This Week in Culture: too many Marvel movies, too many podcasts, too many scary clowns, too many social issues, too much sugar and more.
The last of a dying breed of SUV
In a world of SUVs that’ve been softened by demand and suburban wusses, the 2015 Toyota 4Runner stands out.
How do you Say...Sugary?
If there’s anything wrong with our addiction to Halloween candy (and really, there’s not), it’s that we refuse to open our eyes to the wonderful sugary treasures a global economy provides, instead deciding to focus on issues that are sticky for other reasons — international political snarls, embargoes, and the like. So alongside your favorite American treats this Halloween, consider unwrapping a few of these, our favorite foreign beauties.
Not Poppin' Bottles
Through crafty engineering, some physics, and one medically precise needle, the Coravin 1000 uncorks a world of wine possibilities (without pulling the cork).
Seeing Through the Art
For Jeremy Maxwell Wintrebert, the art of glass blowing is less than transparent.
Food has become a lot of things in recent years: a hobby, a fetish, a touchstone of cultural sophistication, molecularly presented, fresher and more delicious. Most of all, we’ve been riding a wave of interest driven by better restaurants with chefs and staffs who care about using real ingredients to make food that’s better than ever. And not just in big cities: the reign of Applebee’s and TGI Fridays in suburban strip malls is coming to an end. In this year’s Restaurant Issue, we take our annual survey of the 25 Best Restaurants in America, cook with star chefs, visit one of New York’s great pizza makers, read the best new cookbooks and more. No need for reservations. Your table is ready.
Less Ralph Lauren, More Murderball
Bike messengers are a rough lot. So it’s not surprising that they were the early adopters of hardcourt bike polo, a tougher take on cycle polo. We paid a visit to the Seattle Bike Polo club at Cal Anderson park in Capitol Hill for some body-checking camaraderie.
A twisted, artful rabbit hole in Idaho
Boise, Idaho, 9:28 a.m. A huge deformed potato leers from the side of a building, plastered on the brick like a perverted ad for Ore-Ida. But this spud only shills for Boise’s not-so-hidden oddity: Freak Alley Gallery, a collection of local artists’ whims, painted with vigor and a poppy-field vibrancy of colors throughout a series of side alleys in the city’s otherwise quiet downtown.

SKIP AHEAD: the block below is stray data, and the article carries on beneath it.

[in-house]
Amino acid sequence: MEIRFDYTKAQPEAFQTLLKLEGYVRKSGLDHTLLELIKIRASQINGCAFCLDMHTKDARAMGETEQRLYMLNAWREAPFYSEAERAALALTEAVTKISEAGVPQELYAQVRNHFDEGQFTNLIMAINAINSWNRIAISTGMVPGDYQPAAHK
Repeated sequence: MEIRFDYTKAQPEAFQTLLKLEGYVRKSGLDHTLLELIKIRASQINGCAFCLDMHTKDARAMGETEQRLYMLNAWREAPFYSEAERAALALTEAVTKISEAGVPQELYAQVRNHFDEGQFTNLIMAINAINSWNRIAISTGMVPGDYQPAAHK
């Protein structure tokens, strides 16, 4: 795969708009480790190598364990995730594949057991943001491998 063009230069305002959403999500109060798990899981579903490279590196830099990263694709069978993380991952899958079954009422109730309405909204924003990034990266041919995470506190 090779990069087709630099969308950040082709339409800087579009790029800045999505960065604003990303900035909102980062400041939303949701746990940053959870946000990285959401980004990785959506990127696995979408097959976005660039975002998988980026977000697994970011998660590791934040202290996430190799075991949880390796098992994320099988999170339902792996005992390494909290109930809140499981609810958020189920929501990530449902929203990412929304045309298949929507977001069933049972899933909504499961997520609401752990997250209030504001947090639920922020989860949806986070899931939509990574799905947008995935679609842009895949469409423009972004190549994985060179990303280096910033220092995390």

Your checklist for a beefy LA lunch
From the Archives: The city of Los Angeles is known for Hollywood stars, sprawling traffic…and gourmet burgers. Yes, that sandwich concoction that first appeared in the late 1800s has become a staple in the City of Angels. There are the obvious picks like Umami, Father’s Office, Apple Pan and of course In-N-Out; but a quick Yelp search for “burger” reveals almost 6,000 places to sit and enjoy ground meat on a bun. We spent a week seeking some of the lesser known but equally (arguably more) loved options.
What's New, Now
Today in Gear: BMW reveals the new X5 M and X6 M, Talja woodcarving kits, turkey-skin footballs, affordable duffles and more.
Aspiring podcasters and DIY rockstars in training, take note: you don’t need to go whole hog on a home studio to get your feet wet with home recording. All you need to get started is the right digital microphone.
Logic Need Not Apply
225 kilometers an hour? It’s 0.62, right? Why the hell can’t I figure it into miles? So 124 plus like 14 or 16 or…shit-shit-shit time to brake. Turns out mental math is a lot more difficult when solved howling down the main straight at Summit Point Motorsports Park in the most powerful sedan ever made.
The scenery is just one of the things that’s made L’Eroica one of the greatest organized rides in the world since Giancarlo Brocci founded it 30 years ago to help preserve the strada bianche, or white sand and gravel roads of Tuscany.
Vintage gear for old Italian roads
In 2014 bike parlance, L’Eroica is the ultimate gravel grinder, a 38-204 kilometer ride along the strade bianche (“white roads”) of Tuscany, Italy, with ascents steep as 23 percent grade and sketchy, sandy downhills as a reward for the hard work. Unlike the Dirty Kanza, though, you won’t find riders toeing the line in Gaiole in Chianti with carbon bikes, electronic shifting and hydraulic disc brakes. L’Eroica’s done old school.